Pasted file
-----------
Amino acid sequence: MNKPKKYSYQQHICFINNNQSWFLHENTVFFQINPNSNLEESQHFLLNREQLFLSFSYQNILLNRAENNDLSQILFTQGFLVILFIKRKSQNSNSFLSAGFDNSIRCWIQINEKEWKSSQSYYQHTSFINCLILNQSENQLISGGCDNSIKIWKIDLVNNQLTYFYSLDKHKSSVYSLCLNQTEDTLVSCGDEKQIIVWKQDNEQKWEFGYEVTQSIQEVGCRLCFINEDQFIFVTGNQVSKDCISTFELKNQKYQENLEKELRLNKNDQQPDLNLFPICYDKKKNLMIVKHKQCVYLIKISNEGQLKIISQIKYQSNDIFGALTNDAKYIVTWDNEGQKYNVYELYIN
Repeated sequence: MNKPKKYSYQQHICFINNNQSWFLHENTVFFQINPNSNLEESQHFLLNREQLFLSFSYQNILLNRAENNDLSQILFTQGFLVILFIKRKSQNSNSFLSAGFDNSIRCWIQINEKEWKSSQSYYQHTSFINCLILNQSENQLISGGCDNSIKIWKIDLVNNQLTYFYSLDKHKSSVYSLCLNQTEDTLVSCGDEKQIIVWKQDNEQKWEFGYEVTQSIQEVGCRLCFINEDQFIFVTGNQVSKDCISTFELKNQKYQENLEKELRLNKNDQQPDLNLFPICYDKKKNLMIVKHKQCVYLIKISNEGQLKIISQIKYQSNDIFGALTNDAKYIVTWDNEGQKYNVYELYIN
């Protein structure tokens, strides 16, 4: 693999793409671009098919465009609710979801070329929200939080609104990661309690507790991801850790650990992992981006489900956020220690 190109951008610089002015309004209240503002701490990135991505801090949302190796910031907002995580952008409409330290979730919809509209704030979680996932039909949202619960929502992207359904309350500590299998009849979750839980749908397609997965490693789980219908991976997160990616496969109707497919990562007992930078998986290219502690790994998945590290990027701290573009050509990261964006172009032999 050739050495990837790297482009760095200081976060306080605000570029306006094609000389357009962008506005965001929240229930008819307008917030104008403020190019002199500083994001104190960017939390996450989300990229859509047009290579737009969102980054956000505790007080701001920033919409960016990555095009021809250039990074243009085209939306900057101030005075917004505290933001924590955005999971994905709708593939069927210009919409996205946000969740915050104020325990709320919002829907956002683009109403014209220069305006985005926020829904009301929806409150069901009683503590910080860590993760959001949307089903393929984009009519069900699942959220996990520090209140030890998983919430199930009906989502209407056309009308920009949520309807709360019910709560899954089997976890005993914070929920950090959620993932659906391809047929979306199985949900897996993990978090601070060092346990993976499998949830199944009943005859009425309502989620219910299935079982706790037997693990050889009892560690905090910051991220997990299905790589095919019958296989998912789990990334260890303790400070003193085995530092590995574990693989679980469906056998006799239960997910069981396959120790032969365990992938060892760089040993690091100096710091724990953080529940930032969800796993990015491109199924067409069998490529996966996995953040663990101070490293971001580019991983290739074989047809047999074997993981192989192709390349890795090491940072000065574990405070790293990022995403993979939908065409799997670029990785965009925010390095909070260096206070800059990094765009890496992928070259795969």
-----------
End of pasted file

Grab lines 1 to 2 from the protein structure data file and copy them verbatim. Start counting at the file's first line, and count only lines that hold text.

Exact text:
Amino acid sequence: MNKPKKYSYQQHICFINNNQSWFLHENTVFFQINPNSNLEESQHFLLNREQLFLSFSYQNILLNRAENNDLSQILFTQGFLVILFIKRKSQNSNSFLSAGFDNSIRCWIQINEKEWKSSQSYYQHTSFINCLILNQSENQLISGGCDNSIKIWKIDLVNNQLTYFYSLDKHKSSVYSLCLNQTEDTLVSCGDEKQIIVWKQDNEQKWEFGYEVTQSIQEVGCRLCFINEDQFIFVTGNQVSKDCISTFELKNQKYQENLEKELRLNKNDQQPDLNLFPICYDKKKNLMIVKHKQCVYLIKISNEGQLKIISQIKYQSNDIFGALTNDAKYIVTWDNEGQKYNVYELYIN
Repeated sequence: MNKPKKYSYQQHICFINNNQSWFLHENTVFFQINPNSNLEESQHFLLNREQLFLSFSYQNILLNRAENNDLSQILFTQGFLVILFIKRKSQNSNSFLSAGFDNSIRCWIQINEKEWKSSQSYYQHTSFINCLILNQSENQLISGGCDNSIKIWKIDLVNNQLTYFYSLDKHKSSVYSLCLNQTEDTLVSCGDEKQIIVWKQDNEQKWEFGYEVTQSIQEVGCRLCFINEDQFIFVTGNQVSKDCISTFELKNQKYQENLEKELRLNKNDQQPDLNLFPICYDKKKNLMIVKHKQCVYLIKISNEGQLKIISQIKYQSNDIFGALTNDAKYIVTWDNEGQKYNVYELYIN